A third-year landscape architecture student at the University of Nebraska-Lincoln is helping a National Park Service-managed site near Beatrice, Nebraska, brace for thousands of visitors expected for the total solar eclipse Aug. 21.
As a result of Austin Arens’ work, the Homestead National Monument will come away with state-of-the-art maps of its grounds and transportation routes to and from Beatrice. In turn, the student is flexing the high-tech skills he’s gained through his academic program while building professional relationships and work experience for his future career.
“All the stuff I’ve learned in the last two years, I’m getting to go out and use it to benefit the Park Service with this huge event,” he said.
Professor Kim Wilson, Arens’ adviser and director of the landscape architecture program, said Arens’ work at Homestead is a prime example of the program’s deepening relationship with the National Park Service. Past students have worked at the Scotts Bluff National Monument in western Nebraska and the National Park Service’s Midwest Region headquarters on Omaha’s riverfront.
The partnership with the Park Service was formalized in summer 2017 via a formal agreement between the landscape architecture program and Park Service’s Midwest Regional Office, based in Omaha. The agreement assures that students will continue to have opportunities to work on Park Service projects in the region.
“Students love working on these kinds of projects testing their skills and knowledge relating to landscape architecture,” Wilson said. “And their contributions provide the National Park Service the ability to get some projects addressed.”
Though students can’t substitute for licensed professionals on work projects, she said, they often provide valuable input as park officials plan for improvements.
The Homestead monument is one about a dozen sites in the eclipse path selected by NASA as an official viewing site. The totality of the eclipse – when the moon is fully in front of the sun – is expected to last more than 2½ minutes at Homestead. Beatrice is among Nebraska cities with near-maximum periods of totality. Officials with Beatrice and with Homestead expect tens of thousands of people to watch the eclipse and have planned a weekend of activities that include star-gazing, fiddle bands, Native American lore, NASA experts and Bill Nye, the science guy.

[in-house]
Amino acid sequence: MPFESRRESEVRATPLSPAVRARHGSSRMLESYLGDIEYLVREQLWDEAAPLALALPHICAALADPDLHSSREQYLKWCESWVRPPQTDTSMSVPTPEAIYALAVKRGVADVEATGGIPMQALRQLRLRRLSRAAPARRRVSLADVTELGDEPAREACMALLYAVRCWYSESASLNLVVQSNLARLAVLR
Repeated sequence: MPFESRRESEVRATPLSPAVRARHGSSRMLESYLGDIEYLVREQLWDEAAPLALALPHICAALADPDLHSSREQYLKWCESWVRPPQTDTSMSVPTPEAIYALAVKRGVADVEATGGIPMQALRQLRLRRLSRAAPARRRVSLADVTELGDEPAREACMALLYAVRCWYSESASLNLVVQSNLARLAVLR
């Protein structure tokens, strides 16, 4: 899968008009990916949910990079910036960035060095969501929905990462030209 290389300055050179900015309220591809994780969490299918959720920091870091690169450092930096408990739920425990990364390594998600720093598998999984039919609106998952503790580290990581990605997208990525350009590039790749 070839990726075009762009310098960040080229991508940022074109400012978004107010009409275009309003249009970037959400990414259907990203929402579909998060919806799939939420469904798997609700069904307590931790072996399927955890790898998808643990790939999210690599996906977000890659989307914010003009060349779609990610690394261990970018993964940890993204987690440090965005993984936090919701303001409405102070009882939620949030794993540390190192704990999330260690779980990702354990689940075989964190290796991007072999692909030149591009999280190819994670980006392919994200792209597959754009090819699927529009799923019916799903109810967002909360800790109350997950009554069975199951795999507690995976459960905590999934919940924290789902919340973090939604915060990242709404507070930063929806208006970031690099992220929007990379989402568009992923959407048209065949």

“Austin’s maps are going to be essential to the work of our team of volunteers, National Park Service employees and community partners in orchestrating this event,” said Mark Engler, superintendent at Homestead National Monument. “We’ve never had the services that Austin and Kim are bringing to help us with mapping. It’s really a critical component to our event.”
The maps have been an aid as park employees have planned for NASA-specified equipment and fixtures and how to direct the flow of visitors to the site.
Arens, who receives a stipend for his work through the University’s Undergraduate Creative Activity and Research Experience (UCARE) program, began working at Homestead or the Midwest regional office one or two days a week in June. Using AutoCAD and GIS technology, he has drawn maps of the site that shows bus pick-up points and routes between the City of Beatrice and the monument. He has made parking zone signs, banners and safety messages reminding viewers to wear safety glasses.
He also has attended weekly staff meetings in Beatrice to offer his input and to learn more about the teamwork that goes into staging a large event.
Wilson calls Arens’ diagrams “context” maps because they depict the monument grounds in geographical context with the region. Aerial images and Geographic Information Systems data add more precise detail to the monument’s existing maps. Arens also used software tools to simplify, highlight and emphasize information so that the maps are easily comprehended by visitors to the monument. The maps are designed in typographical style consistent with visitor guide maps typically distributed at all national park sites. In addition, Arens’ computer files can be used by monument staff to create new maps for other activities in the future.
Arens previously gained map-making experience while on a sustainable design study abroad trip led by Wilson to Galapagos and Quito, Ecuador.
“Now he’s applying these skills for the benefit of the National Park Service,” Wilson said. “It’s a cool thing – it’s service learning and meeting a need for a government agency.” Arens is organizing a group of about 20 student volunteers from the university’s chapter of the American Society of Landscape Architects to help with crowd management at Homestead on Aug. 21.
His Homestead work is to continue after the eclipse, when he will help Homestead staff update exhibits on native prairie and implement a preservation and upkeep plan for an Osage Orange hedge row originally planted by Daniel Freeman, the first homesteader.
“He’s not just talking the talk – he’s walking the walk,” Wilson said.
“I’m getting to experience what life is like beyond academia, in the real world,” Arens said. “I’m learning about all the teamwork that’s needed to put together a huge event.”